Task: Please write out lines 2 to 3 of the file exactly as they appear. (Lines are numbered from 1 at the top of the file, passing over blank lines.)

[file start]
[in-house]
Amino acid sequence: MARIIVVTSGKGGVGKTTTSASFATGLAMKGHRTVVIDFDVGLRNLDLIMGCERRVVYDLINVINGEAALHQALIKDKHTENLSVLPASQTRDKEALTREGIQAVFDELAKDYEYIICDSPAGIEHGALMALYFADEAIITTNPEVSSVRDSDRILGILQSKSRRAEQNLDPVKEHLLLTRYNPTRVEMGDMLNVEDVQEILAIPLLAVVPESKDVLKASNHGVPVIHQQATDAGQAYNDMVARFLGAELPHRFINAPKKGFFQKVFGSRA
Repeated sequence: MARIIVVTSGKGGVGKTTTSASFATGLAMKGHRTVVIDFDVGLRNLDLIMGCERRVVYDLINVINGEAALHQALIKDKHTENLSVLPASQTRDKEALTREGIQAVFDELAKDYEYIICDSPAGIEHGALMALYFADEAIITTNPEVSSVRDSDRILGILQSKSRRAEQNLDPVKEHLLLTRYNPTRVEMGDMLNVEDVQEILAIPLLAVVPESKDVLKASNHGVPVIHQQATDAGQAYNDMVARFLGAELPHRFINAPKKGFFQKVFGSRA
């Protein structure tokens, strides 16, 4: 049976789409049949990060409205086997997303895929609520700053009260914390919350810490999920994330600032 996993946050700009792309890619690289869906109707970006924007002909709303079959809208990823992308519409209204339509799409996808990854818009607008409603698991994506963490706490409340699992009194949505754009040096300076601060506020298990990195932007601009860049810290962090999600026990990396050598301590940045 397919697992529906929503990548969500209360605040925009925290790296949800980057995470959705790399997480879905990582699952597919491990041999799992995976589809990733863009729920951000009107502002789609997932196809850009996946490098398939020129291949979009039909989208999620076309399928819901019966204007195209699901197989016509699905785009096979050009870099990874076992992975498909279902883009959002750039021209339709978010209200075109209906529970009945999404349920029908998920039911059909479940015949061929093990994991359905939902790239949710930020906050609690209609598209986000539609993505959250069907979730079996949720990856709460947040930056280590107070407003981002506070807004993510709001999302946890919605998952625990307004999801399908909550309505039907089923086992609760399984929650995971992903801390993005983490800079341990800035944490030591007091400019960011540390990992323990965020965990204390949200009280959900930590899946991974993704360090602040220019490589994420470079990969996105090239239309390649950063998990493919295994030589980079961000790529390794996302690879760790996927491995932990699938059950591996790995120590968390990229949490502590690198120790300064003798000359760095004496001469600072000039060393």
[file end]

Amino acid sequence: MARIIVVTSGKGGVGKTTTSASFATGLAMKGHRTVVIDFDVGLRNLDLIMGCERRVVYDLINVINGEAALHQALIKDKHTENLSVLPASQTRDKEALTREGIQAVFDELAKDYEYIICDSPAGIEHGALMALYFADEAIITTNPEVSSVRDSDRILGILQSKSRRAEQNLDPVKEHLLLTRYNPTRVEMGDMLNVEDVQEILAIPLLAVVPESKDVLKASNHGVPVIHQQATDAGQAYNDMVARFLGAELPHRFINAPKKGFFQKVFGSRA
Repeated sequence: MARIIVVTSGKGGVGKTTTSASFATGLAMKGHRTVVIDFDVGLRNLDLIMGCERRVVYDLINVINGEAALHQALIKDKHTENLSVLPASQTRDKEALTREGIQAVFDELAKDYEYIICDSPAGIEHGALMALYFADEAIITTNPEVSSVRDSDRILGILQSKSRRAEQNLDPVKEHLLLTRYNPTRVEMGDMLNVEDVQEILAIPLLAVVPESKDVLKASNHGVPVIHQQATDAGQAYNDMVARFLGAELPHRFINAPKKGFFQKVFGSRA